Nowadays, you might find a longtime New Orleans resident whose ancestor was one of the unlucky ones who ate the tainted sausage that year. Needless to say, that’s one of those deep, dark secrets that’s probably best taken to the grave.


Where Did “The Sausage Ghost” Come From?

“The Sausage Ghost” is based on a sensational New Orleans crime story that has been passed around for years. The story has appeared in many forms, most notably in Gumbo Ya-Ya, a collection of Louisiana tales from the oral tradition, compiled by the Louisiana Writers Program of the Work Projects Administration in the 1930s. In this important collection, the story “The Ghost Who Walked the Sausage Factory,” identified the German couple as Mr. and Mrs. Hans Muller.

Most people agree Mrs. Muller’s ghost stopped haunting the sausage factory after her husband’s suicide. The factory no longer exists, but some people claim her ghost still haunts the old Muller residence at 725 Ursulines Avenue (Google Maps).

But like other Southern stories, “The Sausage Ghost” also has its roots in world folklore. There are numerous European tales about children, adults or pets disappearing in a neighborhood occupied by a mad butcher. Some of these stories are light hearted, others gruesome. There was also a famous folk song written in 1894 called “Dunderbeck.”

Ursulines Avenue near Hans Mueller shop, Sausage Man ghost story, French Quarter, New Orleans, 2009
Ursulines Avenue in 2009 near Hans Mueller home. New Orleans, LA.

If you’d like to sing along – the chorus is the same tune as the Georgia Tech fight song, “I’m a Ramblin’ Wreck from Georgia Tech”:

“Oh Mr. Dunderbeck, how could you be so mean?
I told you you’d be sorry for inventing that machine.
Now all the neighbor’s cats and dogs will nevermore be seen,
They’ve all been ground to sausages in Dunderbeck’s machine.”

“There was a man from my hometown
His name was Dunderbeck,
He sold a lot of sausages
And sauerkraut by heck.
He made the greatest sausages,
That ever had been seen,
Until one day he invented a sausage-making machine.”

“Oh Mr. Dunderbeck, how could you be so mean?
I told you you’d be sorry for inventing that machine.
Now all the neighbor’s cats and dogs will nevermore be seen,
They’ve all been ground to sausages in Dunderbeck’s machine.”

“One day a very little girl came walking in the store,
She bought a pound of sausages and laid them on the floor.
Then she began to whistle, she whistled up a tune,
And all those little sausages went dancing round the room.”

“Oh Mr. Dunderbeck, how could you be so mean?
I told you you’d be sorry for inventing that machine.
Now all the neighbor’s cats and dogs will nevermore be seen,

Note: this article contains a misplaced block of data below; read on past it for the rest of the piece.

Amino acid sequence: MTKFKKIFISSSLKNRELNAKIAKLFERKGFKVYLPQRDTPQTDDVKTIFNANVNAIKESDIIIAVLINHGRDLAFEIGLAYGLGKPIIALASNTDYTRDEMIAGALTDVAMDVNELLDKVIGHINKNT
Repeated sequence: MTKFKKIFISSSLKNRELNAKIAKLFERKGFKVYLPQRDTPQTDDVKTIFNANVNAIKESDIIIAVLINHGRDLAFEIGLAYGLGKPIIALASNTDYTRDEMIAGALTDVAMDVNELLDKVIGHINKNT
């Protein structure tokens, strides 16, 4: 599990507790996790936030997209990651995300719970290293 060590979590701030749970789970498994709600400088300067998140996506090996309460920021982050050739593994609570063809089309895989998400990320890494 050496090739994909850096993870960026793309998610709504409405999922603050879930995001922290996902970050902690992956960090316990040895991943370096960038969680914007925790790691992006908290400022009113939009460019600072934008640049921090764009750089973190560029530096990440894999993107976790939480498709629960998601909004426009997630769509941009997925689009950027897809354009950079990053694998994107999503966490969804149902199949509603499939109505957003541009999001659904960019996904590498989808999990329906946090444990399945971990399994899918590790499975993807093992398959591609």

They’ve all been ground to sausages in Dunderbeck’s machine.”

“One day the machine it busted, the darn thing wouldn’t go,
So Dunderbeck, he crawled inside to see what made it so,
His wife, she had a nightmare while walking in her sleep,
She gave that crank one awful yank and Dunderbeck was meat.”

“Oh Mr. Dunderbeck, how could you be so mean?
I told you you’d be sorry for inventing that machine.
Now all the neighbor’s cats and dogs will nevermore be seen,
They’ve all been ground to sausages in Dunderbeck’s machine.”

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This Post Has 15 Comments

  1. Andrea

    Are there more untold stories or stories of locals…… I want more I have bought so many books since my two visits and their mostly the same 5 stories

  2. liz

    I remember reading an alternate version from the Scary Stories to Tell in the Dark book 2; More Scary Stories in elementary school. This takes the cake though. I remember a version of this story where the mistress found out about the murder thru a rumor and left the guy.

    Still a creepy story by the way

  3. I love those! I went on a trip to NOLA in november and I REALLY wanetd to find some good street art, but we were only there for 2 days (and one day was a wedding)…we didn’t get to make it much past the french quarter and jackson sq 🙁 maybe next time

  4. Anna

    That. Is sick. I’ve lost my appitite just now.

  5. Meliza

    This is so disgusting!! Love it!

  6. Virginia

    I first read an alternate version of this story in “Scary Stories to Tell in the Dark” as an elementary school student.
    Poor customers who had unknowingly consumed the dead wife’s meat. The butcher doesn’t seem very smart about getting rid of evidence of his murder (thank goodness). Also, how could he murder such a faithful helping hand who stuck with him all those years? I guess that’s also part of the reason why the quality of the meat deteriorated; he could not run everything well without his dutiful wife’s assistance. I wonder what happened to the mistress in the end.

  7. Joanna

    im never eating sausage again !! this is disgusting and gruesome

  8. Jill

    all i have to say is that the story was a litte… CREEPY!

  9. This story has been on this site for quite a while, I remember actually listening to it as a kid on an audio stream and hearing the creepy groanings. That was about ten years ago, and this is still by far my favorite story on this site. Although I’ve stopped visiting like I used to, (not a lot of free time on my hands, twenty years old now, was ten back then). I’m still looking for that one story that’ll top this one.

  10. Ronell

    I love my Hometown stories

  11. Pam Johnson

    I don’t want any sausage any time soon!